The most basic approach consists of little more than a heavy-duty extension cord run through the cab window, connecting the pedestal to an outlet strip inside, into which the driver can plug a space heater (properly set up for safe operation, of course) or other appliances.

At the other end of the spectrum are new trucks wired to seamlessly integrate plug-in power not just into the body of the truck (an outlet port on the cab’s exterior, convenient outlets distributed throughout the interior), but into heat and air systems as well as internal electrical systems.

There are a host of options in between. As part of STEP, Shorepower and Cascade Sierra Solutions are distributing free adapter kits, consisting of a receptacle for mounting on the exterior of the truck cab; a cab interior 120-volt AC outlet and wiring harness; an on-off switch; and a ground fault circuit interrupter. Truck owners pay for installation only.

The evolution of shorepower has also prompted an expansion of the traditional APU.

With its official launch in January 2011, the STEP project identified Hodyon, the developer and manufacturer of the Dynasys APU, as a STEP-approved rebate equipment supplier.

Dynasys’ diesel-electric APU works with plug-in power. The Dynasys APU offers 6kw of power, more than enough to support both heating and cooling needs along with other electrical appliances in the cab. The Dynasys APU available shorepower capabilities provides the additional flexibility of allowing the heat and air to be plugged into any 110-volt outlet and to work independently from the APU engine for optimum performance and fuel savings, with minimal noise. It is this shorepower option that allows the Dynasys APU to be compliant with the STEP idle-reduction equipment rebate program.

Aftermarket equipment manufacturers, meanwhile, now have on the market a wide range of options that can be installed on a truck to take advantage of plug-in power: auxiliary power units, battery powered heat and air systems, thermal storage and cold-plate systems, and eTRU units.

Idle-reduction systems that are compatible with plug-in power range in price from $200 installed for a simple adapter kit to $6,000 to $10,000 for APUs and to $25,000 for a single-temperature trailer refrigeration unit equipped to connect with grid power (up to $32,000 for multi-temperature units). The return on investment depends on how often vehicle owners use them in place of idling.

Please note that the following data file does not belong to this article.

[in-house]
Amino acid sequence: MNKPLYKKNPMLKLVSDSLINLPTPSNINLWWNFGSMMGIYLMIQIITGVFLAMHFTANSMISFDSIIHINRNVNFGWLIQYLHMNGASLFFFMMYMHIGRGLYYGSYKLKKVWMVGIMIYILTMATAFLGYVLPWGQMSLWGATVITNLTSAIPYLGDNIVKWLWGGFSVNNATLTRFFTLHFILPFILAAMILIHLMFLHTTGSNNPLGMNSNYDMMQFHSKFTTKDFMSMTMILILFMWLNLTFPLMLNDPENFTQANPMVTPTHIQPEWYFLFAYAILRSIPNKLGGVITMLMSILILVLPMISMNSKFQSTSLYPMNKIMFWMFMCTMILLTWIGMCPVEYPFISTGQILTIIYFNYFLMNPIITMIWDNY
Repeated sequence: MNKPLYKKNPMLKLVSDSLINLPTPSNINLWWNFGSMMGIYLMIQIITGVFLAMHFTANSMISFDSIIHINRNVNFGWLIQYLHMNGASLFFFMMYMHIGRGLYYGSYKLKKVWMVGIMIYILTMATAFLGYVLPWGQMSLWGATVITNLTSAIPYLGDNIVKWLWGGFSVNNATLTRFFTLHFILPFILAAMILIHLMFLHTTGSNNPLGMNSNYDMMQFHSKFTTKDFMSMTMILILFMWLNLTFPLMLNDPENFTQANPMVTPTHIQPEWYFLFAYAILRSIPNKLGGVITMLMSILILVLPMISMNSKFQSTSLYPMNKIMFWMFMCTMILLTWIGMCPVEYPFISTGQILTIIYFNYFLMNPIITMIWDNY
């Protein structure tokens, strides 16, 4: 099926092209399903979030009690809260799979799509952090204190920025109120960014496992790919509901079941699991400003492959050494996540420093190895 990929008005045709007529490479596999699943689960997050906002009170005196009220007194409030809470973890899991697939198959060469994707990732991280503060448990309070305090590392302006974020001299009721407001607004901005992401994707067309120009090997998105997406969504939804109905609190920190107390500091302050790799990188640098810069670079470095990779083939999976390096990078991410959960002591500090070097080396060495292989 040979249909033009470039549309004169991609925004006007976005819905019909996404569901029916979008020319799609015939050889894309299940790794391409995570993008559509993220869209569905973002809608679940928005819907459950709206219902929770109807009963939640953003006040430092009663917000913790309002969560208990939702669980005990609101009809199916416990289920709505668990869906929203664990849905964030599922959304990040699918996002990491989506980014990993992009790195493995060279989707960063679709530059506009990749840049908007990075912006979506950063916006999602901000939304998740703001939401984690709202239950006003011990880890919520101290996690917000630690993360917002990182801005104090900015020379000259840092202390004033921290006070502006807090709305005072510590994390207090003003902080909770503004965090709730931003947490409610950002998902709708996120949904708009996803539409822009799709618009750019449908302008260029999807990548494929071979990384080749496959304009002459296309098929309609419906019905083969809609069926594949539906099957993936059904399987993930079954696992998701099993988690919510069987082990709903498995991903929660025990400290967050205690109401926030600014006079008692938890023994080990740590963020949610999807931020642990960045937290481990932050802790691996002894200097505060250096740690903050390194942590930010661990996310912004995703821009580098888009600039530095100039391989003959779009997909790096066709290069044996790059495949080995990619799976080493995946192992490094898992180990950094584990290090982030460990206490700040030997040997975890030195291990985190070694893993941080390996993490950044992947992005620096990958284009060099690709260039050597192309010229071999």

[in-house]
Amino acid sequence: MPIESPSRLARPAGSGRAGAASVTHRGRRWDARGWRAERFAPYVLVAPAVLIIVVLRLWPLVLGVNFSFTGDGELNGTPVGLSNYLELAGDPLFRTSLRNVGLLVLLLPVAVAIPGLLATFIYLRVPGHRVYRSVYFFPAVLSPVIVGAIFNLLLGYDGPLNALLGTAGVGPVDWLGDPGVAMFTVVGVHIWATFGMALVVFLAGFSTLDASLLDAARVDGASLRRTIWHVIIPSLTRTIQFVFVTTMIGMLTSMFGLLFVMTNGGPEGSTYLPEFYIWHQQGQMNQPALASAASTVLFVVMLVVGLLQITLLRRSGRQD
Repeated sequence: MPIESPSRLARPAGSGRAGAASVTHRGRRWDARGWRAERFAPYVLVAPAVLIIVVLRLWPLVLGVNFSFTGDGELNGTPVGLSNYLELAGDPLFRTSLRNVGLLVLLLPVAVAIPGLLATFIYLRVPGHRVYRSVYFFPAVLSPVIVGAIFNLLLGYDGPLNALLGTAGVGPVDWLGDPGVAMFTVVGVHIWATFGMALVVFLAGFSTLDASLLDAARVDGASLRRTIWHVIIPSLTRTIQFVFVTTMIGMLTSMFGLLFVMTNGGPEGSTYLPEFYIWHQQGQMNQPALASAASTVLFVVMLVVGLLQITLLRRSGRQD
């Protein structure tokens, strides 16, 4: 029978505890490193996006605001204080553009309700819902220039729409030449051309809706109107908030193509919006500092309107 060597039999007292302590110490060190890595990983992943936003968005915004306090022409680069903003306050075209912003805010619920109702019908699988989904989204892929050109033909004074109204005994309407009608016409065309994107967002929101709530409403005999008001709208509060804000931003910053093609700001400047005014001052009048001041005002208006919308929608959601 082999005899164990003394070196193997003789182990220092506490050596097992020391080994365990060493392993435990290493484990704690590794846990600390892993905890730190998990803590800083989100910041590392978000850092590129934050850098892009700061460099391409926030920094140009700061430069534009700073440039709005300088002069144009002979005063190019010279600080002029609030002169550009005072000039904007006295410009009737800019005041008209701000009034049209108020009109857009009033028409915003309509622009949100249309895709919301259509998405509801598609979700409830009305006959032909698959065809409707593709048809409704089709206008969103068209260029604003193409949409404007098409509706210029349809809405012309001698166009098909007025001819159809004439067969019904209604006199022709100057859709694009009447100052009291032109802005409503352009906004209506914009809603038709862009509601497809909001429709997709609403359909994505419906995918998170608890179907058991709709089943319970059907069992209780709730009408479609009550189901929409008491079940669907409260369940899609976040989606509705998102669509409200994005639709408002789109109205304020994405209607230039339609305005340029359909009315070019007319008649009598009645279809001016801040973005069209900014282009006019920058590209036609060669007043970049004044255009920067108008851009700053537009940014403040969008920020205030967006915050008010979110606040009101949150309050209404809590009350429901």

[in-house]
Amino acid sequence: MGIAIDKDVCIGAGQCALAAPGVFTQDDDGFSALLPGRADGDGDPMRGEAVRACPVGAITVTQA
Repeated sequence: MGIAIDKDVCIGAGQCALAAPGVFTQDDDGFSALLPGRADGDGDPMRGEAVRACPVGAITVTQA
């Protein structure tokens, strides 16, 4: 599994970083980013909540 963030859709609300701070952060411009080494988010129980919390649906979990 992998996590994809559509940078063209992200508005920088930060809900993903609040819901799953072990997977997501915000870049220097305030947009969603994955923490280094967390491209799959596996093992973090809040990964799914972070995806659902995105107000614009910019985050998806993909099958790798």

One such manufacturer is Bergstrom Climate Control Systems, which makes the NITE (No-Idle Thermal Environment) APU.

Bill Gordon, vice president of aftermarket and NITE sales for Bergstrom, says fuel-powered APUs “have been the mainstay of the market in the past.” That’s changing, he says, with battery-powered anti-idle units becoming much more accepted. “This is due to improvements in capacity (BTUs) and run time that have been made possible by more efficient components and advances in the battery technology.”

As validation of that acceptance, Gordon adds, three major OEMs now offer a version of the Bergstrom NITE system as a factory installed option installed on the assembly line.

Battery-powered APUs work well with plug-in power, Gordon notes.

“Any NITE system, whether it’s aftermarket or factory installed, has an option for a battery charger and/or an inverter,” he says. “With the battery charger option and the shore power plug, the system can run virtually forever because the batteries are constantly being charged.”

Gordon expects popularity of idle-reduction plug-in-compatible systems to grow with more electrified parking spaces available at truck stops, and with coming regulations to give truckers a mileage credit for a number of fuel-saving devices installed on the truck.

Volvo Trucks is a longtime supporter of the concept of plug-in power, having offered plug-in-power compatible systems on its vehicles since 1996, says Skip Yeakel, principal engineer with the company. “It’s an option, but a very popular option, on our sleeper cabs,” he says.

The reason for that popularity, he adds, is clear. “I bet every trucker out there has electricity in his or her house,” he says. “Why would you not want to make life on the road as good as it is at home?”

Not surprisingly, he’s an advocate of factory-installed systems. Why install the wiring in a house after putting up the drywall? he asks. Having plug-in-ready systems will enhance the value of the truck at resale, he adds.

That will be especially true as truckers find more places to plug in. The widespread deployment of plug-in power at truck stops has “been a long time getting here,” Yeakel says, “but this latest effort should be the one to put it over the top.”

Seeing trucks plugged in, and not hearing them idle, may have been out-of-the-ordinary occurrences in the trucking industry, but with the pace of plug-in site rollouts this year, advocates of the technology say that’s changing rapidly.

Says Kim, “Maybe we can make idling the unusual event.”  LL